Video

Watch Khuli Chana's 'Never Grow Up' Video

Watch Motswako Originator Khuli Chana's video for "Never Grow Up," off his sophomore album 'Lost In Time.'


A few weeks back Okayafrica TV had the chance to spend a day out with South African Motswako Originator Khuli Chana on his first visit to New York City. The video went live last week and features Chana, in addition to taking in Big Apple landmarks like Times Square and the Brooklyn Bridge, speaking candidly about his situation with the South African police– a case which was withdrawn earlier this month and resulted in the police officers apologizing to Chana outside outside the court. Now that Chana is back in South Africa, he's come through with the sixth video off his mega-successful Lost In Time LP. Released in November 2012, Chana's sophomore album came packed with nostalgic metaphors. "Never Grow Up," which features music director and childhood friend KayGizm, is his ode to innocence set to a marching-like Peter Pan-meets-Motswako chant. According to a Facebook post from Chana, the song is particularly sentimental as it was the first track he recorded for the record. Its video, the most refreshing take on rap music's house party video fare we've seen all year, centers on a get together in which attendees have turned into the kid versions of themselves. Watch the "Never Grow Up" video along with Okayafrica TV's Day Out With Khuli Chana below. For more from Maftown read our First Look Friday profiles on Profresher KT and Hash One.

>>>South Africa’s Motswako Originator Khuli Chana Spends A Day Out In NYC With Okayafrica TV

Art
Image courtesy of Peintre Obou.

Ivorian Artist Peintre Obou Speaks on Expression Through His Masked Characters

Peintre Obou talks about how he came to be an artist, his fervour for the mask, and his uplifting project, 'Abobo E Zo'.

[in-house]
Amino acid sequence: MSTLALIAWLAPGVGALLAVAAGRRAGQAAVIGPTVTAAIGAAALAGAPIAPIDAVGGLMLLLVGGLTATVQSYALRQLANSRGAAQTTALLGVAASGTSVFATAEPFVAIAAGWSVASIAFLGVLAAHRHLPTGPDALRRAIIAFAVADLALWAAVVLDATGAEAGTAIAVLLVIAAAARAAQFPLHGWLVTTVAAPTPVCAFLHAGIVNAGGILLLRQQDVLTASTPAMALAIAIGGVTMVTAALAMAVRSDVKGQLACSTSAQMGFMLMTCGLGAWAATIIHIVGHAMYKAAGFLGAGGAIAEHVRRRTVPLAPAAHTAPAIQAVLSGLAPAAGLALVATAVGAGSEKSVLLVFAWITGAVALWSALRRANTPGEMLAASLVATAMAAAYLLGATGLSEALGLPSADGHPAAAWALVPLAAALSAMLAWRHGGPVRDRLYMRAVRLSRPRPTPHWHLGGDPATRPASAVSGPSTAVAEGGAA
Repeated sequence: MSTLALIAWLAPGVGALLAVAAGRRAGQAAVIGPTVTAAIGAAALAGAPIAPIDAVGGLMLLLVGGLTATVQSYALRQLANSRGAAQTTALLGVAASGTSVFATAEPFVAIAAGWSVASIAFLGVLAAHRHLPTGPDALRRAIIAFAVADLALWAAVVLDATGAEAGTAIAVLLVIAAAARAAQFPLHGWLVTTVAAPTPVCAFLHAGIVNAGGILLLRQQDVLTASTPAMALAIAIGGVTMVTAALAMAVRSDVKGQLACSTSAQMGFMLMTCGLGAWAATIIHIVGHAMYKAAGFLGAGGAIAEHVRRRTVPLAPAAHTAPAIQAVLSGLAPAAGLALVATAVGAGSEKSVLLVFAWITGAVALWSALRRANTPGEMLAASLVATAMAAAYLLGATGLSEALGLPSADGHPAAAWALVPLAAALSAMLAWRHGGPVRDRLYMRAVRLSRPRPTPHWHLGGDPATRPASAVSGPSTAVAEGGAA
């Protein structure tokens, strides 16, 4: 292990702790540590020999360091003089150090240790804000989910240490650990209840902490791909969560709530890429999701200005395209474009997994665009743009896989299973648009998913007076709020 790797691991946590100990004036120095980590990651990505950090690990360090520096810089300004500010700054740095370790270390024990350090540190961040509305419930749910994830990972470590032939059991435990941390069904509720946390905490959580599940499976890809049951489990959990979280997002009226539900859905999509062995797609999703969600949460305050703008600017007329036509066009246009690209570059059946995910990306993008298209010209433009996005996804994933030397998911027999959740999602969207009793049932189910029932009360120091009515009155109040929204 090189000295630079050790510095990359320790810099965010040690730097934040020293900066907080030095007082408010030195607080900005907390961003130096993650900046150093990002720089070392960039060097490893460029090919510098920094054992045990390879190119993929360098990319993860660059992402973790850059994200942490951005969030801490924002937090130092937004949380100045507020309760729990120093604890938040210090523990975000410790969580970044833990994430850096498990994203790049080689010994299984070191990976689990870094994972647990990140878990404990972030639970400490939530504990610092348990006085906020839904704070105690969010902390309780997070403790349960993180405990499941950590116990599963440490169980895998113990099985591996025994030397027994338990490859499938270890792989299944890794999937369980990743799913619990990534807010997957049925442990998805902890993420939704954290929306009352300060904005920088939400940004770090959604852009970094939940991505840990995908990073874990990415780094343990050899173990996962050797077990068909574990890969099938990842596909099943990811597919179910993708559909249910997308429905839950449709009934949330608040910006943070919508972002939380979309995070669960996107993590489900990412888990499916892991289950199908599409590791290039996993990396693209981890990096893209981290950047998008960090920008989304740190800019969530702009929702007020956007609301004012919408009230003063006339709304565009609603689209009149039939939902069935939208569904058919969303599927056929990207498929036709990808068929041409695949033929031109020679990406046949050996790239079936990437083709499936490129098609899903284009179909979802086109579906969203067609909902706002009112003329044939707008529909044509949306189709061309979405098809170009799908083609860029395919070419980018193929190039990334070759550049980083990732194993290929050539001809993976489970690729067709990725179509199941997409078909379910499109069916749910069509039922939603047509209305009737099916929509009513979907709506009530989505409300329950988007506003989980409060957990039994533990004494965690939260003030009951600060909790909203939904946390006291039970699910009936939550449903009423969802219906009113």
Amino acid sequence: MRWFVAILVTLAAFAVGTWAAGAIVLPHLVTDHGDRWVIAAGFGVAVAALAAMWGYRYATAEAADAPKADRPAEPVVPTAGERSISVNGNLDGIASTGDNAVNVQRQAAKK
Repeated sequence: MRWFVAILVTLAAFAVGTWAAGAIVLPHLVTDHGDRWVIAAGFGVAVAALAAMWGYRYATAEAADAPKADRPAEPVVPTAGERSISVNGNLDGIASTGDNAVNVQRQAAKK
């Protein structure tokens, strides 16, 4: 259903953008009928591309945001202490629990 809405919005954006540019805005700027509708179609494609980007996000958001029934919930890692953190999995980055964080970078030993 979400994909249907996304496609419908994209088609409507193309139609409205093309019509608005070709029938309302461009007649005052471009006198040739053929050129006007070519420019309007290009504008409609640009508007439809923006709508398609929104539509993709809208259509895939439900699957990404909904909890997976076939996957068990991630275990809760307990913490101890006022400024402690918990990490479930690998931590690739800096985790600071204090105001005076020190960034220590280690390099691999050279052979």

Gbais Obou Yves Fredy better known as Peintre Obou is an Ivorian artist whose work is centered around the political-military crisis in his home. To date, his career has been an exploration of his passion for the human condition and the traumas he has experienced as a result of human-orchestrated disasters. He goes as far as highlighting life in the slums and the individuals who opened their arms to him in the lowly communes of Abidjan. He distinctively distorts the faces of his subjects with masks and places vibrant colors upon their bodies as he weaves tales of war, trauma, suffering, and oppression.

Last summer, the Ivorian commune of Abobo underwent renovation in a project titled, Abobo E Zo commissioned by the Minister Hamed Bakayoko. Not only were downtrodden areas within the community rehabilitated and sanitized but multiple buildings around the populous commune were painted to the delight of residents. It was street art set on enlightening a disadvantaged community piloted by Obou with help from hundreds of crafty volunteers.

This interview was conducted in French and has been translated and edited for length and clarity.

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